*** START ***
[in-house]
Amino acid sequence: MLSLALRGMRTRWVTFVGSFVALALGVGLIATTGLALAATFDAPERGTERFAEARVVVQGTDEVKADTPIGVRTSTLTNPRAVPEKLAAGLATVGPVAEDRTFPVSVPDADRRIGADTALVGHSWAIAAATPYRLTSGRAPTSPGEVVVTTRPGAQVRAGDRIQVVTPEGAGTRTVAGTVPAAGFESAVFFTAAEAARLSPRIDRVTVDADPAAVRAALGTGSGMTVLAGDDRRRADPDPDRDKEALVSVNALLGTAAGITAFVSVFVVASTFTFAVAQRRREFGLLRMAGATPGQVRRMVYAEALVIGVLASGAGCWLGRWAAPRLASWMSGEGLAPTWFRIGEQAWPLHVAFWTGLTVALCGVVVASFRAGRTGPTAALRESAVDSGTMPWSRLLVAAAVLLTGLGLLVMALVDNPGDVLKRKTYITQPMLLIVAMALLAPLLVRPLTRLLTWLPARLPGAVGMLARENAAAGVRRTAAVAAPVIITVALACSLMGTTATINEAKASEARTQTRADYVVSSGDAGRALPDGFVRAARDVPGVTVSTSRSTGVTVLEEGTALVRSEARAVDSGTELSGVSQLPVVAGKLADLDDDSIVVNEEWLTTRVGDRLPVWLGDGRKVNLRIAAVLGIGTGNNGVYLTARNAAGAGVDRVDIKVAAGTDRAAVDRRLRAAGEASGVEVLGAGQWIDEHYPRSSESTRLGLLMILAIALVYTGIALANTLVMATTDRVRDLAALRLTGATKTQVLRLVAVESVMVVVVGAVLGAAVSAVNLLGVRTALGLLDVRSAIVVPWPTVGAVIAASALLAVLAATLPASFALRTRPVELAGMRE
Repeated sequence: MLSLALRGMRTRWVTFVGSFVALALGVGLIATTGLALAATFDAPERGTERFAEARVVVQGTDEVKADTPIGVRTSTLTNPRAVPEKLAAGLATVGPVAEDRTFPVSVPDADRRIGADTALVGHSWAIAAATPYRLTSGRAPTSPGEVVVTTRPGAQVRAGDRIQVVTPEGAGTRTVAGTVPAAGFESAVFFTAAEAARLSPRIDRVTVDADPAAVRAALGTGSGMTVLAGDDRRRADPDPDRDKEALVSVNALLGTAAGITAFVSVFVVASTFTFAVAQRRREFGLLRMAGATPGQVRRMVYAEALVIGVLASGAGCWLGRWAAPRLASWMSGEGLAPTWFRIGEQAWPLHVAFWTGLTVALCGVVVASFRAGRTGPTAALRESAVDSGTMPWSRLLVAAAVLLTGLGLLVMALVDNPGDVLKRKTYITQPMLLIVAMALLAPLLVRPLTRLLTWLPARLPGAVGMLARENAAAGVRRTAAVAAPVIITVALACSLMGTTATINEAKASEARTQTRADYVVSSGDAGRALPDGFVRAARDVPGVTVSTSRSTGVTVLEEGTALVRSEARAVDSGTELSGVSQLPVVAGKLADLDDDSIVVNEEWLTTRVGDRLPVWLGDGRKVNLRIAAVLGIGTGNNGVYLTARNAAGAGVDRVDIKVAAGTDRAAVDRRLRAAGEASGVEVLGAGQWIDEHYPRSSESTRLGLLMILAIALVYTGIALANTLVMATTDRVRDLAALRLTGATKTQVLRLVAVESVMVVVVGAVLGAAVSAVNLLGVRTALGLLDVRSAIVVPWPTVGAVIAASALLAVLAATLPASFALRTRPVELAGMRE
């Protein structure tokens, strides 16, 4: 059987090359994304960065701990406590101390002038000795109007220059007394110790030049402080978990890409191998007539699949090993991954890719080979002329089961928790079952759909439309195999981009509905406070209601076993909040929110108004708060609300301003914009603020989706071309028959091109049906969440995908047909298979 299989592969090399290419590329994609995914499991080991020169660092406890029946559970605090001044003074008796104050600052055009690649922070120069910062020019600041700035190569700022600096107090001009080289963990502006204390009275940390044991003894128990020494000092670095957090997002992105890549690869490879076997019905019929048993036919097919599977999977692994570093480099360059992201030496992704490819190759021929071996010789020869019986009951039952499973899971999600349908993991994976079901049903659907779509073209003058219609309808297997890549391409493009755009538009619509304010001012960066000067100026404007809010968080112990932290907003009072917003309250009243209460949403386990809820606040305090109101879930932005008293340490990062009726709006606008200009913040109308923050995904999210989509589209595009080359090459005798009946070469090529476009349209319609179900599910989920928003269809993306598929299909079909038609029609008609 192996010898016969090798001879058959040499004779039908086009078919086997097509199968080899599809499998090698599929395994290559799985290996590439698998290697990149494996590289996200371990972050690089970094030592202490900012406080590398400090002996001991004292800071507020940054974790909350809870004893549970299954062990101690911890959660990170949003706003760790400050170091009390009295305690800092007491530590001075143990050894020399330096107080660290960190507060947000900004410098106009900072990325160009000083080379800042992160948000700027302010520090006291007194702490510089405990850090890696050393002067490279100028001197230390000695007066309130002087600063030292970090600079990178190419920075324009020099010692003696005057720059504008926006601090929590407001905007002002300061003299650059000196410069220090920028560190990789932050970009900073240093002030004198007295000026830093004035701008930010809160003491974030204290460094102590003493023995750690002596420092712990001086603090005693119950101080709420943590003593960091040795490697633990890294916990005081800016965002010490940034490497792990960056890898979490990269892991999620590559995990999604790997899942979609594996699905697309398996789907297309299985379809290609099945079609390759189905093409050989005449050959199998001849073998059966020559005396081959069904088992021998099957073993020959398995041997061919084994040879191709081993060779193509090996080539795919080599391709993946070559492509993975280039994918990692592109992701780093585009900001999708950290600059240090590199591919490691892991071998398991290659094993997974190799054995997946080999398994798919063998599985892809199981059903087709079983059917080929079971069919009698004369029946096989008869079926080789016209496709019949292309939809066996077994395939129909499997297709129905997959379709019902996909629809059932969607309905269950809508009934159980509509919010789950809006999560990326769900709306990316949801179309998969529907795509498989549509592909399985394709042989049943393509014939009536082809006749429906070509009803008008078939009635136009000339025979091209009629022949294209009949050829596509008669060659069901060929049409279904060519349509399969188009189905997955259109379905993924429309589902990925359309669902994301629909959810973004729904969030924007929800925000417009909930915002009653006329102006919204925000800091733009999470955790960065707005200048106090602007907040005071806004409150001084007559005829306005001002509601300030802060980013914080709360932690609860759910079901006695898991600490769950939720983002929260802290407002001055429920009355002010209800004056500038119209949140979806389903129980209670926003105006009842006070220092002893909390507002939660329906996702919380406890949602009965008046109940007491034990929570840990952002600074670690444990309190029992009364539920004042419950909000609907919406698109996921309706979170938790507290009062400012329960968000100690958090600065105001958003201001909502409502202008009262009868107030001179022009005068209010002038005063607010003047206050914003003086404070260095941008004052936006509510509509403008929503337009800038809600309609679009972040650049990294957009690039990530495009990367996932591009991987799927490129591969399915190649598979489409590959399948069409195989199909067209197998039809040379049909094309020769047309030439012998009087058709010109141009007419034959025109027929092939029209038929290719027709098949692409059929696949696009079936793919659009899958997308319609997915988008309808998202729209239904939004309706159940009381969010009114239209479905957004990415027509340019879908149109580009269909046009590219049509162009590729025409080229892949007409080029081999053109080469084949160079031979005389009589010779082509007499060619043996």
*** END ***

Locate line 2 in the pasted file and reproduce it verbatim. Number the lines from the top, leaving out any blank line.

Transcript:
Amino acid sequence: MLSLALRGMRTRWVTFVGSFVALALGVGLIATTGLALAATFDAPERGTERFAEARVVVQGTDEVKADTPIGVRTSTLTNPRAVPEKLAAGLATVGPVAEDRTFPVSVPDADRRIGADTALVGHSWAIAAATPYRLTSGRAPTSPGEVVVTTRPGAQVRAGDRIQVVTPEGAGTRTVAGTVPAAGFESAVFFTAAEAARLSPRIDRVTVDADPAAVRAALGTGSGMTVLAGDDRRRADPDPDRDKEALVSVNALLGTAAGITAFVSVFVVASTFTFAVAQRRREFGLLRMAGATPGQVRRMVYAEALVIGVLASGAGCWLGRWAAPRLASWMSGEGLAPTWFRIGEQAWPLHVAFWTGLTVALCGVVVASFRAGRTGPTAALRESAVDSGTMPWSRLLVAAAVLLTGLGLLVMALVDNPGDVLKRKTYITQPMLLIVAMALLAPLLVRPLTRLLTWLPARLPGAVGMLARENAAAGVRRTAAVAAPVIITVALACSLMGTTATINEAKASEARTQTRADYVVSSGDAGRALPDGFVRAARDVPGVTVSTSRSTGVTVLEEGTALVRSEARAVDSGTELSGVSQLPVVAGKLADLDDDSIVVNEEWLTTRVGDRLPVWLGDGRKVNLRIAAVLGIGTGNNGVYLTARNAAGAGVDRVDIKVAAGTDRAAVDRRLRAAGEASGVEVLGAGQWIDEHYPRSSESTRLGLLMILAIALVYTGIALANTLVMATTDRVRDLAALRLTGATKTQVLRLVAVESVMVVVVGAVLGAAVSAVNLLGVRTALGLLDVRSAIVVPWPTVGAVIAASALLAVLAATLPASFALRTRPVELAGMRE